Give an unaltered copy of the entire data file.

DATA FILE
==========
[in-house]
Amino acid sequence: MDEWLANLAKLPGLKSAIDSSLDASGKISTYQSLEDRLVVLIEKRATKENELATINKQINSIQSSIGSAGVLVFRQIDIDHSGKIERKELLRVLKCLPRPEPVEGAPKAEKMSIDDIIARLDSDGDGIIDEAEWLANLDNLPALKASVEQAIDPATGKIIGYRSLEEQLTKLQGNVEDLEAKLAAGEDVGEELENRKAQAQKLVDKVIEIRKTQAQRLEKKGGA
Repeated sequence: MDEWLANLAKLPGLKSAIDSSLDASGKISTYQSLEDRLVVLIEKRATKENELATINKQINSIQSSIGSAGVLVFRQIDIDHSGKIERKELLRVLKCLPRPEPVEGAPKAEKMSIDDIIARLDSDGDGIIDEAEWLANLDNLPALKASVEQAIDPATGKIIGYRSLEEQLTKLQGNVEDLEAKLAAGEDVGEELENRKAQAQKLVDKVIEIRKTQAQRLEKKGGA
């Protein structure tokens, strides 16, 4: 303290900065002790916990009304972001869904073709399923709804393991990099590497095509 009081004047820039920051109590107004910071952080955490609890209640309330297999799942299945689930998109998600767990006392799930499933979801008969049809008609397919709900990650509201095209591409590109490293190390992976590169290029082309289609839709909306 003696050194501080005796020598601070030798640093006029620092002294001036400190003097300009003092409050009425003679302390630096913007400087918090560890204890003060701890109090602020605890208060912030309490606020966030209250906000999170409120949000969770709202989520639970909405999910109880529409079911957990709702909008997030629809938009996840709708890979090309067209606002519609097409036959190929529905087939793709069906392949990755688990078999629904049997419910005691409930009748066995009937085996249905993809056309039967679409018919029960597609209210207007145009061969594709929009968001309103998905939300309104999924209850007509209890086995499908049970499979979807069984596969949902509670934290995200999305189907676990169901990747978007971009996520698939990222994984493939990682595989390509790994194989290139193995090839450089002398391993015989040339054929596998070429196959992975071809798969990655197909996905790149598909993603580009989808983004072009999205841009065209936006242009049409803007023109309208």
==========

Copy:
[in-house]
Amino acid sequence: MDEWLANLAKLPGLKSAIDSSLDASGKISTYQSLEDRLVVLIEKRATKENELATINKQINSIQSSIGSAGVLVFRQIDIDHSGKIERKELLRVLKCLPRPEPVEGAPKAEKMSIDDIIARLDSDGDGIIDEAEWLANLDNLPALKASVEQAIDPATGKIIGYRSLEEQLTKLQGNVEDLEAKLAAGEDVGEELENRKAQAQKLVDKVIEIRKTQAQRLEKKGGA
Repeated sequence: MDEWLANLAKLPGLKSAIDSSLDASGKISTYQSLEDRLVVLIEKRATKENELATINKQINSIQSSIGSAGVLVFRQIDIDHSGKIERKELLRVLKCLPRPEPVEGAPKAEKMSIDDIIARLDSDGDGIIDEAEWLANLDNLPALKASVEQAIDPATGKIIGYRSLEEQLTKLQGNVEDLEAKLAAGEDVGEELENRKAQAQKLVDKVIEIRKTQAQRLEKKGGA
């Protein structure tokens, strides 16, 4: 303290900065002790916990009304972001869904073709399923709804393991990099590497095509 009081004047820039920051109590107004910071952080955490609890209640309330297999799942299945689930998109998600767990006392799930499933979801008969049809008609397919709900990650509201095209591409590109490293190390992976590169290029082309289609839709909306 003696050194501080005796020598601070030798640093006029620092002294001036400190003097300009003092409050009425003679302390630096913007400087918090560890204890003060701890109090602020605890208060912030309490606020966030209250906000999170409120949000969770709202989520639970909405999910109880529409079911957990709702909008997030629809938009996840709708890979090309067209606002519609097409036959190929529905087939793709069906392949990755688990078999629904049997419910005691409930009748066995009937085996249905993809056309039967679409018919029960597609209210207007145009061969594709929009968001309103998905939300309104999924209850007509209890086995499908049970499979979807069984596969949902509670934290995200999305189907676990169901990747978007971009996520698939990222994984493939990682595989390509790994194989290139193995090839450089002398391993015989040339054929596998070429196959992975071809798969990655197909996905790149598909993603580009989808983004072009999205841009065209936006242009049409803007023109309208």